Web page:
These are my favorite zero waste options for gift wrapping. You may have them lying around from previous years of candies and cookies, but they’re a great size for small gifts, reusable, and don’t need any string or tape to hold them shut or paper to cover them since most tins already have festive designs. My favorite way to fill them (personally) is candy bought by weight in the bulk section, but like I said, anything that fits can be gifted in a gift tin.

Wrapping paper

Most of us have heard of newspaper for gift wrapping; it works well. In my house, we save the Sunday comics (the only ones in color) all year long to use as gift wrapping. It’s a little late in the year to amass much that way, but comics are non-seasonal and suitable for wrapping any gifts throughout the year.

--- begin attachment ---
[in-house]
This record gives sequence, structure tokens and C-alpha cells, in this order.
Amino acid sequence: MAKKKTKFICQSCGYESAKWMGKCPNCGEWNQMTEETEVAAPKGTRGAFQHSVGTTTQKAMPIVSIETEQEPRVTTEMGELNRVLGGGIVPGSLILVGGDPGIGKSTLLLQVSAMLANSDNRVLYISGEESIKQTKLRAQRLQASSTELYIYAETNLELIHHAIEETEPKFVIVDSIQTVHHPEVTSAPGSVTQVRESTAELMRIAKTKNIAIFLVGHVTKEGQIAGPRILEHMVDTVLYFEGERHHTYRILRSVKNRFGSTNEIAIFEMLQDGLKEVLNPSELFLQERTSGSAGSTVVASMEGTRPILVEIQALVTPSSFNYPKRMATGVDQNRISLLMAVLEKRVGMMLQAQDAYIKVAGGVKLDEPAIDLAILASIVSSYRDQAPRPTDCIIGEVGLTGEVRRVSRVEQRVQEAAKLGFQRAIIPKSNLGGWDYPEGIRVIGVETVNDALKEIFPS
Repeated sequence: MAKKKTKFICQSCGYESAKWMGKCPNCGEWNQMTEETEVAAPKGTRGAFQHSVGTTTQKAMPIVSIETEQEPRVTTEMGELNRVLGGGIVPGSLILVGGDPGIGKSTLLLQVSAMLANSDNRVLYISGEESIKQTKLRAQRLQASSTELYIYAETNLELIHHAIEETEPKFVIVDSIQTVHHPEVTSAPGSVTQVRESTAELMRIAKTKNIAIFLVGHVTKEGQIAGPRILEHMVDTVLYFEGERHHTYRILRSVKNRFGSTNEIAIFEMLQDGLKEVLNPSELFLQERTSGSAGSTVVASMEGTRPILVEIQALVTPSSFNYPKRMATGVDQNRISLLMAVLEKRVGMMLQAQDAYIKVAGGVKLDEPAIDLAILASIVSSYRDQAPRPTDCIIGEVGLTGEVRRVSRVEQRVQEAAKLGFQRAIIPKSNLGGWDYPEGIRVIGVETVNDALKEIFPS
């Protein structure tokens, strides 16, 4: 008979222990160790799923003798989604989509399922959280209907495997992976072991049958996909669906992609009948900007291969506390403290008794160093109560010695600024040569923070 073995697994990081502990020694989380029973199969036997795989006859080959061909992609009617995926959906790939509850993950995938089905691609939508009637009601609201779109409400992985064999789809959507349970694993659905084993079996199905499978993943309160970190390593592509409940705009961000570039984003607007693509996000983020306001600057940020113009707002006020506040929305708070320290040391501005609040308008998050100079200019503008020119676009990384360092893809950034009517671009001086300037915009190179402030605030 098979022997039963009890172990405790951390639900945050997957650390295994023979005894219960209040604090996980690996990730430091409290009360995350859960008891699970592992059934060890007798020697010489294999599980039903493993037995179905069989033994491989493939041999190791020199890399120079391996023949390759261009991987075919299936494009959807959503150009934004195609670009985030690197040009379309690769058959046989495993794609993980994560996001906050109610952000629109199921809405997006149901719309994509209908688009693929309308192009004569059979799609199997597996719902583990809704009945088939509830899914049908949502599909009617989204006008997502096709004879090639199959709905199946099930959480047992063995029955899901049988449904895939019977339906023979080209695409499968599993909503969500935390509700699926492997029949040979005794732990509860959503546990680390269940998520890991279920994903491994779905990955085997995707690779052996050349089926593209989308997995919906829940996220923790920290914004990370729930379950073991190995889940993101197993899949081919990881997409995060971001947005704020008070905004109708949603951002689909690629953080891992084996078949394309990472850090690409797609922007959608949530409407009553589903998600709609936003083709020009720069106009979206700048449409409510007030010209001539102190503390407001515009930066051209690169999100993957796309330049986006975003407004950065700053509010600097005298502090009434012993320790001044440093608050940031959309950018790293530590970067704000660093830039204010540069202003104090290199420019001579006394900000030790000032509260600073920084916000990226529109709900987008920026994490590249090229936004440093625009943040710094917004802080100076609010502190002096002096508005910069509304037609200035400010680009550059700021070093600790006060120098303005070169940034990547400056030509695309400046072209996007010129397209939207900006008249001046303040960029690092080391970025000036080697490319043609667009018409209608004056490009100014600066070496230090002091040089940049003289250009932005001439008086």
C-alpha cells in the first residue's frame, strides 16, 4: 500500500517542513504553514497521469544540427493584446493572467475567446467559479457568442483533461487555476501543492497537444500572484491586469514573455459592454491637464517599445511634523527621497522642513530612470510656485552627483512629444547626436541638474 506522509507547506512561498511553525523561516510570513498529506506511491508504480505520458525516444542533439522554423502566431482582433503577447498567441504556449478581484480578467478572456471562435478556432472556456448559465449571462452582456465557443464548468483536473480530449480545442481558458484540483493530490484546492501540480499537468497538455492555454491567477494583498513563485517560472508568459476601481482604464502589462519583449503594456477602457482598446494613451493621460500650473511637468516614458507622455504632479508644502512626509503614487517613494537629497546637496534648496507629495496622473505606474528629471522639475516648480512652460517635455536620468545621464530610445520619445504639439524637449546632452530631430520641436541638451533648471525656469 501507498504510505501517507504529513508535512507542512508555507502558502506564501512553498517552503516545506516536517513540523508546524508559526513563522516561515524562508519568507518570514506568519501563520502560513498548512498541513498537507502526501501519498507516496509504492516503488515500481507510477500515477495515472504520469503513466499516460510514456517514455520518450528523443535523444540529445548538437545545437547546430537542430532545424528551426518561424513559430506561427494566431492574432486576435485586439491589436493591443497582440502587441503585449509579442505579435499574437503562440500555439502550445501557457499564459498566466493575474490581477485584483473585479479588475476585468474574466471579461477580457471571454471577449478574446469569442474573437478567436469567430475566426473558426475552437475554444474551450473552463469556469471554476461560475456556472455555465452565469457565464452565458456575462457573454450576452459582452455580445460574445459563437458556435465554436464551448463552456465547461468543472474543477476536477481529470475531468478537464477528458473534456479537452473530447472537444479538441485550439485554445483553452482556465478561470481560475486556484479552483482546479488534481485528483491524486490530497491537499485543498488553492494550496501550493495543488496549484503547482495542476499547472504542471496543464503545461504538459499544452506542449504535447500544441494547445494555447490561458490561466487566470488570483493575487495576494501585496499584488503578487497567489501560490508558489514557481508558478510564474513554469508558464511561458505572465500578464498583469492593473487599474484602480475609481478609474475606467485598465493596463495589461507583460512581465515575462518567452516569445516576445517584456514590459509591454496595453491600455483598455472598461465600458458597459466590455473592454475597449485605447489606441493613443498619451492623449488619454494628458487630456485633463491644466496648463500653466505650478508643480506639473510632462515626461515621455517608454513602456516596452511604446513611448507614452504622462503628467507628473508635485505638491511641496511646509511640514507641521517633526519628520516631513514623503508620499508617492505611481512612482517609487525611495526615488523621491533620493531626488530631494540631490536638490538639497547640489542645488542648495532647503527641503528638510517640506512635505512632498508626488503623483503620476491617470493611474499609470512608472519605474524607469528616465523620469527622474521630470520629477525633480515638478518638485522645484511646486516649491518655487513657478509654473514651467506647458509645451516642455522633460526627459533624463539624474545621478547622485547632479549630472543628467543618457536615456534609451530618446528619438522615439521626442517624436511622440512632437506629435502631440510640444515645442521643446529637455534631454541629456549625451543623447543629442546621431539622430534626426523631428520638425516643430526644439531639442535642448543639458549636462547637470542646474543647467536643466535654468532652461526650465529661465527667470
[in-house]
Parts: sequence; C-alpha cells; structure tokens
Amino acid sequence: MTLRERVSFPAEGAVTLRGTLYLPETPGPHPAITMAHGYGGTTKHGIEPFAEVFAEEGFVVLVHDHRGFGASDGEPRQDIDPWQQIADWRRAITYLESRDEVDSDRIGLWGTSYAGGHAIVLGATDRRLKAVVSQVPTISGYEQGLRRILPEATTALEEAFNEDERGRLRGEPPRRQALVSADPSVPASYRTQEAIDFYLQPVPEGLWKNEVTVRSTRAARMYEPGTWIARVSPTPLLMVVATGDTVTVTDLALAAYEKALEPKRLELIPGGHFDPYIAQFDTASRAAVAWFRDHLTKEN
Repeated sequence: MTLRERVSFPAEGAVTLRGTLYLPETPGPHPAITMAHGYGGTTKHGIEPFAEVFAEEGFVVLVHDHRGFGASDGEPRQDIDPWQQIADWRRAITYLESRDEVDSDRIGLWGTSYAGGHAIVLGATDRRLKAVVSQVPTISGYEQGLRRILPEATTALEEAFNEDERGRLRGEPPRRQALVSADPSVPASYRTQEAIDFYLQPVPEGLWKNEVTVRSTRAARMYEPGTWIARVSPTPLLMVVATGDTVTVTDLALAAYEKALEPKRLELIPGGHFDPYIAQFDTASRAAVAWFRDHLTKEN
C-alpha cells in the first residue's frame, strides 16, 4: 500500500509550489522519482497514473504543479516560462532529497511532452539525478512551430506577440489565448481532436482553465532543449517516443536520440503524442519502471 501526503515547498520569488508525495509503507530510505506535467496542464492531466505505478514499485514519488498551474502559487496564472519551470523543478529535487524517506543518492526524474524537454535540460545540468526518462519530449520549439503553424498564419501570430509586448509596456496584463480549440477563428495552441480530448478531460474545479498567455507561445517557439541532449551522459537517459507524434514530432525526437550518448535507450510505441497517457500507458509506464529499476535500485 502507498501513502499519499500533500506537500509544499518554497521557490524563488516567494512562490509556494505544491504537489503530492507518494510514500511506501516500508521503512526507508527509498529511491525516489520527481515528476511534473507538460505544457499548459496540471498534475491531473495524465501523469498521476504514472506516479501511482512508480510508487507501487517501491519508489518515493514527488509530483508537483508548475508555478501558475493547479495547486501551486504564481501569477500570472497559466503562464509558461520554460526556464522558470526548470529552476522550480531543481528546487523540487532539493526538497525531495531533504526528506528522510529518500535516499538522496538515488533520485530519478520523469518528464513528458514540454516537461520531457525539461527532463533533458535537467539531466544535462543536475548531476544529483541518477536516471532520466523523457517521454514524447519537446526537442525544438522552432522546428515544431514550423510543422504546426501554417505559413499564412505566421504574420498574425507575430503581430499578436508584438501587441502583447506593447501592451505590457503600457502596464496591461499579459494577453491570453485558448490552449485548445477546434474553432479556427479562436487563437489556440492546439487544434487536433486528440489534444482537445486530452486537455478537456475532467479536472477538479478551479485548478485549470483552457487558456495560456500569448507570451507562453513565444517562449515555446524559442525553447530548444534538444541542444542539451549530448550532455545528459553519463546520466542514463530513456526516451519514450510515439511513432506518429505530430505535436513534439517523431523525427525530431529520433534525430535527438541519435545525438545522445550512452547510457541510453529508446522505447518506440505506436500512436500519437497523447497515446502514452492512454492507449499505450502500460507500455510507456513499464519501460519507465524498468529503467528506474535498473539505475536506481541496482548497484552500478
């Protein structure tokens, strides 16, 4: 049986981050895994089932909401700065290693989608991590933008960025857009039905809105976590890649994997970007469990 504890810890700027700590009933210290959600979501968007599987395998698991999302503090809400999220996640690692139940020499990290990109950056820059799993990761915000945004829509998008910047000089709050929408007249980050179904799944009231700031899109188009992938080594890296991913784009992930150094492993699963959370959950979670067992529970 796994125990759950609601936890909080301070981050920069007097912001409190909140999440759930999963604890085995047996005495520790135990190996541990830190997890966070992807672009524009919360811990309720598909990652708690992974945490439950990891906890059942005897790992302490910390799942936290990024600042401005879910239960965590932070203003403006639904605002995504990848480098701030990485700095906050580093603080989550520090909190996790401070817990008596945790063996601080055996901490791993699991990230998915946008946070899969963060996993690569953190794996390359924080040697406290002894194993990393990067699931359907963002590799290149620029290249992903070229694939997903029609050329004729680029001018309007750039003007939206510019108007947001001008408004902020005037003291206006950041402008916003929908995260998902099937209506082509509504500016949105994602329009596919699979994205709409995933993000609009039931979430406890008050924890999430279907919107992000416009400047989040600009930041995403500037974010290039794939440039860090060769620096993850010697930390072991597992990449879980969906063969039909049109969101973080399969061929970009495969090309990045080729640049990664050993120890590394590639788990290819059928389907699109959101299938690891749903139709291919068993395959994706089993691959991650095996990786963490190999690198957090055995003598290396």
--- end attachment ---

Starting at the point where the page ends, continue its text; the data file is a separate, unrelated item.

I learned of another alternative to purchasing disposable wrapping paper from my sister. Since I’ve been living this way for a while (zero waste), she had to figure out how to wrap gifts for me because she’s a Christmas fanatic. When my sister receives a package that is padded out by paper, she saves that brown paper to wrap gifts for me, as well as for others. The best part about this option is that it is 100% reused, and since it’s heavy paper not made only for wrapping gifts, should be very recyclable.